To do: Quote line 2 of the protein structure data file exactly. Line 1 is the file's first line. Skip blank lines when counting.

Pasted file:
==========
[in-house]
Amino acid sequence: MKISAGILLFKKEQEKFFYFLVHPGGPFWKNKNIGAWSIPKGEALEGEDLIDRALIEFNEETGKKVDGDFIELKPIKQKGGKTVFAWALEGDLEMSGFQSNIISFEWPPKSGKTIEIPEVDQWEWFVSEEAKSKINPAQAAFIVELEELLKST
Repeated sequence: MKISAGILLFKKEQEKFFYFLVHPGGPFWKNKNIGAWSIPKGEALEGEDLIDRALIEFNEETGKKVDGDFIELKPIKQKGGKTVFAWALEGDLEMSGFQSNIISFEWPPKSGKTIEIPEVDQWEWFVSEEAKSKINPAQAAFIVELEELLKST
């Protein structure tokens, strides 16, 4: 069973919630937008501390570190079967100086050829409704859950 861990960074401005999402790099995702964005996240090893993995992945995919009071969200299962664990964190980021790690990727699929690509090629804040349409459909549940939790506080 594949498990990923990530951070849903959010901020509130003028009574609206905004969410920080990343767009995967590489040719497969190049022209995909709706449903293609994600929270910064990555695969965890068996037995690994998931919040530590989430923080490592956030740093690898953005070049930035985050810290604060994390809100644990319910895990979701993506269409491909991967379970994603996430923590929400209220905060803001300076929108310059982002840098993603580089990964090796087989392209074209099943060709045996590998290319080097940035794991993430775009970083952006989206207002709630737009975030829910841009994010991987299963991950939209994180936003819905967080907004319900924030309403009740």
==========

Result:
Amino acid sequence: MKISAGILLFKKEQEKFFYFLVHPGGPFWKNKNIGAWSIPKGEALEGEDLIDRALIEFNEETGKKVDGDFIELKPIKQKGGKTVFAWALEGDLEMSGFQSNIISFEWPPKSGKTIEIPEVDQWEWFVSEEAKSKINPAQAAFIVELEELLKST